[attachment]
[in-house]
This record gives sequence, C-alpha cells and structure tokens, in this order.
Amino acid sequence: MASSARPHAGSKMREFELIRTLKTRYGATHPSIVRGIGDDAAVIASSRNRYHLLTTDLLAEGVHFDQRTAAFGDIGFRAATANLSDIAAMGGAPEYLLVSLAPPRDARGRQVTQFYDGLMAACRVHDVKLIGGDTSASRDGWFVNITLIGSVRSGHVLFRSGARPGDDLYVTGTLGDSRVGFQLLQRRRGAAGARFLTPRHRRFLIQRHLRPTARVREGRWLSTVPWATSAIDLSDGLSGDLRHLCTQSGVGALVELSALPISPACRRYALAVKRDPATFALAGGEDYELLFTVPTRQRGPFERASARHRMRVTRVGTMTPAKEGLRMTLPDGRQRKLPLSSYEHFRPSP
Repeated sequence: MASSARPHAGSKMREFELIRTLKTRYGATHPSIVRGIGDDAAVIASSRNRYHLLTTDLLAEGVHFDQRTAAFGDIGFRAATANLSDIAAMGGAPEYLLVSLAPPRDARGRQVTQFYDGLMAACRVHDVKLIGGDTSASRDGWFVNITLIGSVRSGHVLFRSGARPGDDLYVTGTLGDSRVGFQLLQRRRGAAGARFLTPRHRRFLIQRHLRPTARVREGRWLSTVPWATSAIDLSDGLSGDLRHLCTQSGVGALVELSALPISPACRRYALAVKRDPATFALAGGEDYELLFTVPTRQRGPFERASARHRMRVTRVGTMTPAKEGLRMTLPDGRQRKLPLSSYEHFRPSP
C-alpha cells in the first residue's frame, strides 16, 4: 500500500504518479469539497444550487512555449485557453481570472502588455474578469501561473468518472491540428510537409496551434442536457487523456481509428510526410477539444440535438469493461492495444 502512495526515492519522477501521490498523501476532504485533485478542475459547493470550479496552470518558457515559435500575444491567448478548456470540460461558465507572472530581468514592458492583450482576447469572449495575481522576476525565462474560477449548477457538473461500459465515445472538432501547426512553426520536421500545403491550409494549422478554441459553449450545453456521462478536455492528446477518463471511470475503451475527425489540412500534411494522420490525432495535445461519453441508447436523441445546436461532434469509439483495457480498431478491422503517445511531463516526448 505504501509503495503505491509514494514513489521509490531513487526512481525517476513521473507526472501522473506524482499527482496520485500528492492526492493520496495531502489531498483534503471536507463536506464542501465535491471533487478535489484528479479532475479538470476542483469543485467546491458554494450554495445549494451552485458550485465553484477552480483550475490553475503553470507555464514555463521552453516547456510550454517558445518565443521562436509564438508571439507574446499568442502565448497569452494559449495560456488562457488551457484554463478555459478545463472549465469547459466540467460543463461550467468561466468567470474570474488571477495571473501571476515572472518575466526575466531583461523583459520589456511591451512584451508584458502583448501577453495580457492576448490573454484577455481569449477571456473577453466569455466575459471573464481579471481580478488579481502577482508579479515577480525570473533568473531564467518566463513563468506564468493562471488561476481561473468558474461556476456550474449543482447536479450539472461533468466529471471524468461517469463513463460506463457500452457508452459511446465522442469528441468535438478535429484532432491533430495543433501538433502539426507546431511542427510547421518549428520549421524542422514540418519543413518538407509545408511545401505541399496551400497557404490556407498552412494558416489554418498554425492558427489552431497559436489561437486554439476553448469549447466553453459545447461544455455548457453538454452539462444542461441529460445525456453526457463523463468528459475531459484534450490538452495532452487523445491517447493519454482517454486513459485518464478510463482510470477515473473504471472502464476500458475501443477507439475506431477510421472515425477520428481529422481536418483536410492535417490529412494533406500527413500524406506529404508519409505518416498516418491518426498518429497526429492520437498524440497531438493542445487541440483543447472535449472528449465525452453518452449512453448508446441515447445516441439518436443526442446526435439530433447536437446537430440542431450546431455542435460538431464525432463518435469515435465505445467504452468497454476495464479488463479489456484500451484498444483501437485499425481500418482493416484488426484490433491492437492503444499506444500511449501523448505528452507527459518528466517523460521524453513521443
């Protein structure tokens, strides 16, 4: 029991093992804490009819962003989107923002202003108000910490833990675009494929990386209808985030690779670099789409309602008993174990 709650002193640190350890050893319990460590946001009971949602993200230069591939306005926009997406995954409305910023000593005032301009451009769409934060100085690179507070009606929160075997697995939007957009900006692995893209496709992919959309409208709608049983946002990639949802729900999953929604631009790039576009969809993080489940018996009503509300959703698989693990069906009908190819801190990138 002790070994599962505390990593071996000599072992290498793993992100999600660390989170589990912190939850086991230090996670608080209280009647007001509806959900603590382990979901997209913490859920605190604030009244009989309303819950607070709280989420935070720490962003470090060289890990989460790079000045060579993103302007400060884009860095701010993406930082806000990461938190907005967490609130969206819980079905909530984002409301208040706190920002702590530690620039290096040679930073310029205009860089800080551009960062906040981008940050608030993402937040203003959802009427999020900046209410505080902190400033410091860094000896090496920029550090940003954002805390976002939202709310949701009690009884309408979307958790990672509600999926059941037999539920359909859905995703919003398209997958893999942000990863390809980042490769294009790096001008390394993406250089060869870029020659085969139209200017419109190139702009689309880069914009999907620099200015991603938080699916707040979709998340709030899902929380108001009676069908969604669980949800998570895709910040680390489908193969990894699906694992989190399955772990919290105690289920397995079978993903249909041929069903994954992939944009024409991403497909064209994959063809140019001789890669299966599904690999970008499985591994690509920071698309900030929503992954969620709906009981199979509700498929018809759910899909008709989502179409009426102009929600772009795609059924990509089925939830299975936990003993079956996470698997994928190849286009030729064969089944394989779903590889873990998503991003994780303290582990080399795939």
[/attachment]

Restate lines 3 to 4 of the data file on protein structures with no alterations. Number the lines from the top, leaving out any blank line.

Amino acid sequence: MASSARPHAGSKMREFELIRTLKTRYGATHPSIVRGIGDDAAVIASSRNRYHLLTTDLLAEGVHFDQRTAAFGDIGFRAATANLSDIAAMGGAPEYLLVSLAPPRDARGRQVTQFYDGLMAACRVHDVKLIGGDTSASRDGWFVNITLIGSVRSGHVLFRSGARPGDDLYVTGTLGDSRVGFQLLQRRRGAAGARFLTPRHRRFLIQRHLRPTARVREGRWLSTVPWATSAIDLSDGLSGDLRHLCTQSGVGALVELSALPISPACRRYALAVKRDPATFALAGGEDYELLFTVPTRQRGPFERASARHRMRVTRVGTMTPAKEGLRMTLPDGRQRKLPLSSYEHFRPSP
Repeated sequence: MASSARPHAGSKMREFELIRTLKTRYGATHPSIVRGIGDDAAVIASSRNRYHLLTTDLLAEGVHFDQRTAAFGDIGFRAATANLSDIAAMGGAPEYLLVSLAPPRDARGRQVTQFYDGLMAACRVHDVKLIGGDTSASRDGWFVNITLIGSVRSGHVLFRSGARPGDDLYVTGTLGDSRVGFQLLQRRRGAAGARFLTPRHRRFLIQRHLRPTARVREGRWLSTVPWATSAIDLSDGLSGDLRHLCTQSGVGALVELSALPISPACRRYALAVKRDPATFALAGGEDYELLFTVPTRQRGPFERASARHRMRVTRVGTMTPAKEGLRMTLPDGRQRKLPLSSYEHFRPSP